Though the economy has made some slight improvements, solid financial ground is still often difficult to find. Individuals and businesses alike are having trouble making ends meet and will often turn to creditors to keep their heads above water. These economic doldrums provide a fertile environment for the unscrupulous to reap a bitter harvest from individuals and small businesses eager for a loan.

It's a common scam, but one that is sadly becoming more and more prevalent in today's rocky market. The nuts and bolts are simple: a scammer will offer a loan once an upfront fee has been paid. And you, grateful to finally have a hand with much needed resources, pay the fee - wiring it off to Canada or the Caribbean or wherever. Ta-da! Easy-peasy. Preying on your desperation, these faux lenders have conned you out of a "fee" (sometimes an exorbitant one at that) and made off with the cash lickety-split. Or if they're particularly brazen, they might find ways to get even more money out of their victims.

According to the Better Business Bureau, most victims of this sort of fraud run across the organization online or through classified advertisements, whether in free local rags or on Craigslist. This of course, doesn't mean that the organization won't try and reach you through a variety of different methods from "sales" calls or mailings.

Their websites will be slick, their demeanor on the phone impeccable. They may even have official looking applications and forms for the loan asking for bank account information and social security number. Of course, this information can later be used for identity theft, but first they're going to see how much money they can wring out the old fashioned way.

Many of these cons will have you mail your fee to a third party who is often out of the country. Of course, they don't necessarily have to be out of the country - they just often are. Typically, con artists of this sort will avoid having anything sent through the US postal service, but this isn't always the case. They will, however, insist that you pay the fee up front before the loan can be issued. They may call the fee by a number of different names - security deposit, insurance, collateral - the net result is the same: money up front for the loan. It is against the law to ask for money up front for a loan.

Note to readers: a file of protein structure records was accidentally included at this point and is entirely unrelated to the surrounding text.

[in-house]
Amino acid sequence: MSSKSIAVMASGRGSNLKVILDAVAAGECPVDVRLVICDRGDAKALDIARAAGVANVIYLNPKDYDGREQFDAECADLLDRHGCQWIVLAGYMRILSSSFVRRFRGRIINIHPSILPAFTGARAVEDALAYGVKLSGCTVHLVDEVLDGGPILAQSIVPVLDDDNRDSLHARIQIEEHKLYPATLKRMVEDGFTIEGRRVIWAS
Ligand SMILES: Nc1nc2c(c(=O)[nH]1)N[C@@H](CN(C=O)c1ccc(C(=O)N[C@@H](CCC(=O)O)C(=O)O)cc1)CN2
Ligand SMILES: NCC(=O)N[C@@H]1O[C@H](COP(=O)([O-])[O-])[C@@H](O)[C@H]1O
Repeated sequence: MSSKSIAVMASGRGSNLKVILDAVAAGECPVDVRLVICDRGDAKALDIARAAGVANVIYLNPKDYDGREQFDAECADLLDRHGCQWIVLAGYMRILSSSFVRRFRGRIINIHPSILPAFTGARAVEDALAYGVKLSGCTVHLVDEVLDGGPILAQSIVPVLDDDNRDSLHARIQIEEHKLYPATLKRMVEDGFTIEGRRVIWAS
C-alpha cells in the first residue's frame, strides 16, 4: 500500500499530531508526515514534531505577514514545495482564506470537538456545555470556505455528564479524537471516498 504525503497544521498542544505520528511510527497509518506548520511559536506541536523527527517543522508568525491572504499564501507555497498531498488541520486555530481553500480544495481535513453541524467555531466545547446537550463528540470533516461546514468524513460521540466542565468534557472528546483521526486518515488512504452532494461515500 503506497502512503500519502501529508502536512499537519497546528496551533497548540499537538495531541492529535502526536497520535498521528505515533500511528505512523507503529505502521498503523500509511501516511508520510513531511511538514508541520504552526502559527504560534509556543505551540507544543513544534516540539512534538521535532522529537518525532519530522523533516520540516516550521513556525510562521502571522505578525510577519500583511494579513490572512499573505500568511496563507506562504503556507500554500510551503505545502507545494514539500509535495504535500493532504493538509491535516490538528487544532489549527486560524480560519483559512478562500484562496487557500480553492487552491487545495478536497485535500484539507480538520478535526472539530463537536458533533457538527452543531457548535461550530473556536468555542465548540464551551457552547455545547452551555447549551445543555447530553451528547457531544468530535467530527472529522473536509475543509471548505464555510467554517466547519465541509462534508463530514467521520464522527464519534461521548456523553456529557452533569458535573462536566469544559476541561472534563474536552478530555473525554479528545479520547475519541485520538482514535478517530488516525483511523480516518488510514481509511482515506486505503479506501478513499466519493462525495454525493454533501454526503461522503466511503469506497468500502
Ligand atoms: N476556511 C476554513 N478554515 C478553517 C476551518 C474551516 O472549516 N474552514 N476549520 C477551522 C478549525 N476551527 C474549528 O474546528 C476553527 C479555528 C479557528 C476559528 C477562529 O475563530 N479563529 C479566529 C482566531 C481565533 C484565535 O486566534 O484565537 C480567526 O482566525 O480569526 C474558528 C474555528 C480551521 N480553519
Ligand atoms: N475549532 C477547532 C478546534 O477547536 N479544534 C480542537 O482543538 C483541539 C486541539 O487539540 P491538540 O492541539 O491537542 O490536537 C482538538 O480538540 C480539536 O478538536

By the time the victim realizes that the loan hasn't arrived, the website has been pulled down, the phone disconnected, no one who helped to "authorize" the fraudulent loan can be found. All hope of having the loan vanish along with the money wired to secure it.

As with most financial transactions, it's important to do your research on the lending institution. It's your money, you want to make sure that you've weighed all of your options before settling down to business. And looking into the background of an institution is simply part of that process. Check with the Better Business Bureau if you're working with an institution whose name is unfamiliar or strangely reminiscent of a more well-known organization. The BBB also advises that you check with state and federal regulators to ensure that the lending institution is authorized to do business in your state, and if you can't find much (if any) information on the organization consider that a giant waving red flag. Above all, cut and run the second money is asked for in advance of a loan. Additionally, if the purported lender guarantees a loan despite credit history or income, the deal is likely a scam. As most things in life, if it's too good to be true then it probably is.

If you believe that you've been lured in by the machinations of this variety of scam, it's important to report the event to your state Attorney General and the FBI if the "business" operated outside of your state or the country with as much detail as possible. It would be helpful to others if you reported the event to the Better Business Bureau. You may not be able to retrieve the lost funds, but at least you can help prevent others from running into similar cons. In these times of economic hardship there are plenty out there willing to hoodwink those in the depths of financial woe.

For more information please see the Better Business Bureau:

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